Among the officer class at least, relations between the British and the Spaniards were extremely cordial which was not the case, with either the British or Spaniards, in regards to their relations with the French. The correspondence between the Spanish commander of Tenerife, Antonio Gutiérrez de Otero, and Horatio Nelson after Nelson's failed attack and wounding consisted of Gutierrez offering Nelson a surgeon, Nelson sending Gutierrez a gift of British beer and cheese and Gutierrez sending back a barrel of Malmsey wine as well as flowery compliments back and forth.
A couple of days after that Battle of Cape St. Vincent, that ancestor (a great uncle, actually) was released, along with the other Spanish wounded, at Lagos, Portugal. A few years later, after the French invasion of Spain, he was in rebellion against the "Intruder King", Joseph Bonaparte, and commanding a Spanish coastal fort in northern Spain, guarding a port used by his once again allies, the British, during the Peninsular War.
His brother (my 3x-great-grandfather) ended up ambushing French troops as they passed through the family estates near that port while the brother-in-law (the sister's husband), an "Afrancesado" ("Frenchified") ended up serving Joseph Napoleon as the Admiral of the now captive Spanish fleet at El Ferrol. The Spanish naval history encyclopedia, although sneeringly noting "his extremely unfortunate judgment in serving the Intruder King" does admit that the brother-in-law "did render his Fatherland one final service" by finding excuses and delays for the Spanish fleet not to sail for Brest, France thereby keeping the fleet out of French hands when the French evacuated Spain after Wellington's victories. Regardless, after the war, the brother-in-law fled with the French to exile in France and was never allowed to return to Spain although his service record has several pleading letters to the Spanish King begging for a pardon and permission to return home. I am still trying to determine if that great-aunt followed her husband to exile in France or stayed in Spain with her brothers. Interestingly, the brother-in-law's service record documents that he was the captain of a Spanish frigate during the Battle of Pensacola against the British during the American Revolution.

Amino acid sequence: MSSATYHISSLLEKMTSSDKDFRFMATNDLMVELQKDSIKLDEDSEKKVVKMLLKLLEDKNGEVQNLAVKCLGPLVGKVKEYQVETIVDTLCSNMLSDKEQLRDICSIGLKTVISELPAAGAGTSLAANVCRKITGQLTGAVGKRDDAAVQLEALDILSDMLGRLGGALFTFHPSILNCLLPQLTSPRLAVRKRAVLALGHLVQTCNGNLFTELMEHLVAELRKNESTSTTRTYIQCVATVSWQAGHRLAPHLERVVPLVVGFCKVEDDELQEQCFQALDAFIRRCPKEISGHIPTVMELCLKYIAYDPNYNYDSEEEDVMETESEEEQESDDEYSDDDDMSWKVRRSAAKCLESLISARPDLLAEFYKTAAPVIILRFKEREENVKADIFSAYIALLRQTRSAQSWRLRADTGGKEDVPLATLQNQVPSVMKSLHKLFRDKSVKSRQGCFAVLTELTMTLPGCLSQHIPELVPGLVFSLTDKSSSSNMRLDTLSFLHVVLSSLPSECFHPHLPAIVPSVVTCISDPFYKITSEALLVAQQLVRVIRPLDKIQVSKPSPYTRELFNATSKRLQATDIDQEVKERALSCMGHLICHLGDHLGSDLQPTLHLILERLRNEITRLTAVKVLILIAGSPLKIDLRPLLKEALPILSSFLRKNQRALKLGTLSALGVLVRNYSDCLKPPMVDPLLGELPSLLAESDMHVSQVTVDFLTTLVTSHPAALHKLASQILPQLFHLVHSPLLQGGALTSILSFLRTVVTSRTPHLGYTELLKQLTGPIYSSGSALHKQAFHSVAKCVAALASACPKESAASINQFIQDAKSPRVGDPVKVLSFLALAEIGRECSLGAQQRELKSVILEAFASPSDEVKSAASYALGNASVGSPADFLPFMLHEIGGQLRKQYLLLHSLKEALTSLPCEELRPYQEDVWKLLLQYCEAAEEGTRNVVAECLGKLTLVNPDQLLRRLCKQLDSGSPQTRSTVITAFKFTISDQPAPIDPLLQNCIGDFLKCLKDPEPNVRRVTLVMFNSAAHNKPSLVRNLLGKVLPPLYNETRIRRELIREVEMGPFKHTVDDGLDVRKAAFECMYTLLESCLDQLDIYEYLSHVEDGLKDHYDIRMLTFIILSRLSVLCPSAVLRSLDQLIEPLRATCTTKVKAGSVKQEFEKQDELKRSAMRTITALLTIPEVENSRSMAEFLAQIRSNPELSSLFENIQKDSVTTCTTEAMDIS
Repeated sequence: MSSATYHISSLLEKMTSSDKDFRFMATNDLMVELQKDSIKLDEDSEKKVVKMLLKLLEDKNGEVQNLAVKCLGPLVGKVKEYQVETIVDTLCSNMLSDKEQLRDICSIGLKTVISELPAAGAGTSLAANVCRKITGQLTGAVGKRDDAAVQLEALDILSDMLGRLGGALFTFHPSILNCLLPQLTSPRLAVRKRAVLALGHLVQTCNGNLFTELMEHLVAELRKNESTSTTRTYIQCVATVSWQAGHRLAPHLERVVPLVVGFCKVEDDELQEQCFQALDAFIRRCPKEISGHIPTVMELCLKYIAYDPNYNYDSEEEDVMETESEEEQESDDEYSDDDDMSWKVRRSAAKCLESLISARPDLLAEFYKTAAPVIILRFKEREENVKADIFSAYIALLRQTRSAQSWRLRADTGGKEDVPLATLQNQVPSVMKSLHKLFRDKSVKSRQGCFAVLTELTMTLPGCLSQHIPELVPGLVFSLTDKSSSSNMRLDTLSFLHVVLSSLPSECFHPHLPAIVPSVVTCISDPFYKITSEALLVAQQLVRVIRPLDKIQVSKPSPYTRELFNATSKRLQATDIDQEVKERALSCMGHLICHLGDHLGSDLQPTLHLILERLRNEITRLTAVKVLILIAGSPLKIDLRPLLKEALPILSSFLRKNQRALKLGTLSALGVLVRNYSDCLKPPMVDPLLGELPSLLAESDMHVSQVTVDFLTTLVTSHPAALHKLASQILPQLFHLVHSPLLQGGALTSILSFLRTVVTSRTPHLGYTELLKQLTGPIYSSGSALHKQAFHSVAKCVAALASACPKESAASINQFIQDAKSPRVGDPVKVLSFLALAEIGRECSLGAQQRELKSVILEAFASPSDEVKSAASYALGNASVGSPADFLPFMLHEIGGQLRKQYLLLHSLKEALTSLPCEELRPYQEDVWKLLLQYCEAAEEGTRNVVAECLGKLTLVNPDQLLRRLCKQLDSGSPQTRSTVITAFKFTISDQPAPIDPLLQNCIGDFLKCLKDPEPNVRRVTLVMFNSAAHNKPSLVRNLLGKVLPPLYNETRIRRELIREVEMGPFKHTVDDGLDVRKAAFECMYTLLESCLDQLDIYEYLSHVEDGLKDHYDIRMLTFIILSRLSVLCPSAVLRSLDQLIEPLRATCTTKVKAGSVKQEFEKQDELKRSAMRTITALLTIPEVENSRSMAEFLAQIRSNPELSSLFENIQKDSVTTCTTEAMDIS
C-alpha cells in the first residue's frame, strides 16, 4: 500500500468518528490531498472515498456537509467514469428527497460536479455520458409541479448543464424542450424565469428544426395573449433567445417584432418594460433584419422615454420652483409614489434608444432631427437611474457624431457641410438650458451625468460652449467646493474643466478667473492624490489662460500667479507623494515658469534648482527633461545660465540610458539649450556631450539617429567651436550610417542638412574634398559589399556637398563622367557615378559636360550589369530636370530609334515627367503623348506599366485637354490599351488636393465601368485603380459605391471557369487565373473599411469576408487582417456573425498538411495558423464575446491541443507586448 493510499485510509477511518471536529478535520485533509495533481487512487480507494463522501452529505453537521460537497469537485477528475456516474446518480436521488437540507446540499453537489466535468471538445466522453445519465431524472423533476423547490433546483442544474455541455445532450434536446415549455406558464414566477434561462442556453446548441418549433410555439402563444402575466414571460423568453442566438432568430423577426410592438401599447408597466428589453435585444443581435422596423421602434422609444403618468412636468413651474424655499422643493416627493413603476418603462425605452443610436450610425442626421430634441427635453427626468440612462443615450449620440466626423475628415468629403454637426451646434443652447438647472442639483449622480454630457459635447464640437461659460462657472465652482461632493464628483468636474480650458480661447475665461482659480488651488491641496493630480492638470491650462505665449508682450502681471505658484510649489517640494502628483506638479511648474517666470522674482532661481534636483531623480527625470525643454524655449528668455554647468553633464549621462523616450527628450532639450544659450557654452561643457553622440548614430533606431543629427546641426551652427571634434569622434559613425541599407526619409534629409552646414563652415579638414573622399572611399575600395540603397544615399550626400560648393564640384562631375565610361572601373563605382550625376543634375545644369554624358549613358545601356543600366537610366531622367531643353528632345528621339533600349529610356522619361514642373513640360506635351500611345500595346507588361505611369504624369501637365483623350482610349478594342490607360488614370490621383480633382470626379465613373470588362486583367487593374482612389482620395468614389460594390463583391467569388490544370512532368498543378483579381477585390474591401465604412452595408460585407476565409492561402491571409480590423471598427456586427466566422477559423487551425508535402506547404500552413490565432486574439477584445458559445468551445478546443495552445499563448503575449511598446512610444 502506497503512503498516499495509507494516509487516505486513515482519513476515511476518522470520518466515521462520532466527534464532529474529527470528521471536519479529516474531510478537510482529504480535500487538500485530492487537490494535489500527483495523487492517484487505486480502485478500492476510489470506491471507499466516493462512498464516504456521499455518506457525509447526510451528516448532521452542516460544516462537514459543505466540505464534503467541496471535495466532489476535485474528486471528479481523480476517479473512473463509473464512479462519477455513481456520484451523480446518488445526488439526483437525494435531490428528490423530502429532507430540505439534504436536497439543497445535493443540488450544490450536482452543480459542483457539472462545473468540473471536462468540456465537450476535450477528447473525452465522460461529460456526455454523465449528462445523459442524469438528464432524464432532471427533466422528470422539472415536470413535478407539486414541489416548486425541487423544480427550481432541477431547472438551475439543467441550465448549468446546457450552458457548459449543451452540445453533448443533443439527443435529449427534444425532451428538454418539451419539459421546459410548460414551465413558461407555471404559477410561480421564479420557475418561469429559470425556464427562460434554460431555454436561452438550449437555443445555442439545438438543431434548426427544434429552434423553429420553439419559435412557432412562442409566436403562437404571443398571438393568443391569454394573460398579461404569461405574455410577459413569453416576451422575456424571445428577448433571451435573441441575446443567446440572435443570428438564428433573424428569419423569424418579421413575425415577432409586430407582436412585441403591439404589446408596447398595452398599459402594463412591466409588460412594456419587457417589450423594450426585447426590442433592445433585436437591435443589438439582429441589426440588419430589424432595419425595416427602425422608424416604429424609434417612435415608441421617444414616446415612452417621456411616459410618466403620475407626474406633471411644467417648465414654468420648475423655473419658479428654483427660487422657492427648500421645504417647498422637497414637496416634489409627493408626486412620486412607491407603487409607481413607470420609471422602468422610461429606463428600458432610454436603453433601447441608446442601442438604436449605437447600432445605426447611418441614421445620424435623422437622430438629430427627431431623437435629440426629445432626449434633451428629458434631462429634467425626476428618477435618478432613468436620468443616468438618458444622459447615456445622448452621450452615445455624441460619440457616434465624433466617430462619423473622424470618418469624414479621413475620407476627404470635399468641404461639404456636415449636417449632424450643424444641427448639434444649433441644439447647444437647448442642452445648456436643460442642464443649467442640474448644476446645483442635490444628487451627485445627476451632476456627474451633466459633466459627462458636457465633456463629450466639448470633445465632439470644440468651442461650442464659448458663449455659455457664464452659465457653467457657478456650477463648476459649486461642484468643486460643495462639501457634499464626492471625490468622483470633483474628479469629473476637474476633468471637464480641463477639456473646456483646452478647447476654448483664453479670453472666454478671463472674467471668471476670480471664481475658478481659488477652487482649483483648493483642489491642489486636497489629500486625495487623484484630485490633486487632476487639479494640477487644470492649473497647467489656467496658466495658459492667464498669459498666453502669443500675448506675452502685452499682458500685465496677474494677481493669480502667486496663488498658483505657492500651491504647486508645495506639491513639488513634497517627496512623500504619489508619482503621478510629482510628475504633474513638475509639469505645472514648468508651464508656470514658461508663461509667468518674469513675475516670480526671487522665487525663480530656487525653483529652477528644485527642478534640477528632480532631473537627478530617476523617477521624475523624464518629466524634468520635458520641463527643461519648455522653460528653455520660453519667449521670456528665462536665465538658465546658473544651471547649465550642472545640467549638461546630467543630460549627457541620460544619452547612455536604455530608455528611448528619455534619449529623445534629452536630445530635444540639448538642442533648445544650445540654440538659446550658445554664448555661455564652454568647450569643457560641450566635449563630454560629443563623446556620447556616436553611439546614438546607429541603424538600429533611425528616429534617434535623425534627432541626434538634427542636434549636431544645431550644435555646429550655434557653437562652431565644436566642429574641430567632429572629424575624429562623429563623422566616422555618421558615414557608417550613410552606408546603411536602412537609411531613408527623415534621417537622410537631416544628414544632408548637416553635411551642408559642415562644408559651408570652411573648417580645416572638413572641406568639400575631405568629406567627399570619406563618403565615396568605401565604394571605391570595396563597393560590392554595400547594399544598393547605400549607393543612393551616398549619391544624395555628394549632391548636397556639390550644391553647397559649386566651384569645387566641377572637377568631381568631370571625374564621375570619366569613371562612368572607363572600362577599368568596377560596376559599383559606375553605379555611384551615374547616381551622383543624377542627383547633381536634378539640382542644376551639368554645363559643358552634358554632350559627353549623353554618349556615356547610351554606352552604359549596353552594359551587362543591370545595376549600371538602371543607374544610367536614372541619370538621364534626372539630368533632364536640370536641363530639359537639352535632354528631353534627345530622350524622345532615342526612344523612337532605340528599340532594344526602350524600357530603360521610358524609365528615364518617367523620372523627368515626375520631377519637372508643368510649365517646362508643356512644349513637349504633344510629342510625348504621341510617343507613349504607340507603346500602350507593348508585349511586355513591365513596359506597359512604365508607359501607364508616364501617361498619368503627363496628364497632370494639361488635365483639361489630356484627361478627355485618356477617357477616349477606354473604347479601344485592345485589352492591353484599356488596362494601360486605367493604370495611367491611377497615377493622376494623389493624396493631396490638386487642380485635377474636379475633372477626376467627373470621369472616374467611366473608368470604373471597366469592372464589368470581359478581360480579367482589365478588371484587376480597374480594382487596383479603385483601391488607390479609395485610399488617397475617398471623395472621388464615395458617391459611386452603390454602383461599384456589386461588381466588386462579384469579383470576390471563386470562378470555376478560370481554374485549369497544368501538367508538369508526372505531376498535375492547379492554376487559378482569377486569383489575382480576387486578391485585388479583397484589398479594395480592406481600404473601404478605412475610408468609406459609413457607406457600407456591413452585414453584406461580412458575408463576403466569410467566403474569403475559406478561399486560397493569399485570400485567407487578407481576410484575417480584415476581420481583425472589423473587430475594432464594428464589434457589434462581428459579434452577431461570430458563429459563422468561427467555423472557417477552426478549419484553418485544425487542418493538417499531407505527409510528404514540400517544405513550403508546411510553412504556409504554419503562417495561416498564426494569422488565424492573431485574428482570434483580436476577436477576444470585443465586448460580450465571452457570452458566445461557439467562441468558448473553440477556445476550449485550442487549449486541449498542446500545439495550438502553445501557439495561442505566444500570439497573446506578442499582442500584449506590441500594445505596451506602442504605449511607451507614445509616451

It was a very unfortunate time for Spain and the rest of Continental Europe.
Then again, until the Pax Americana, Europe always had very unfortunate times.
Amazing being that “salvage” rights are a well established bit of maritime law. Why would Clinton do such a thing?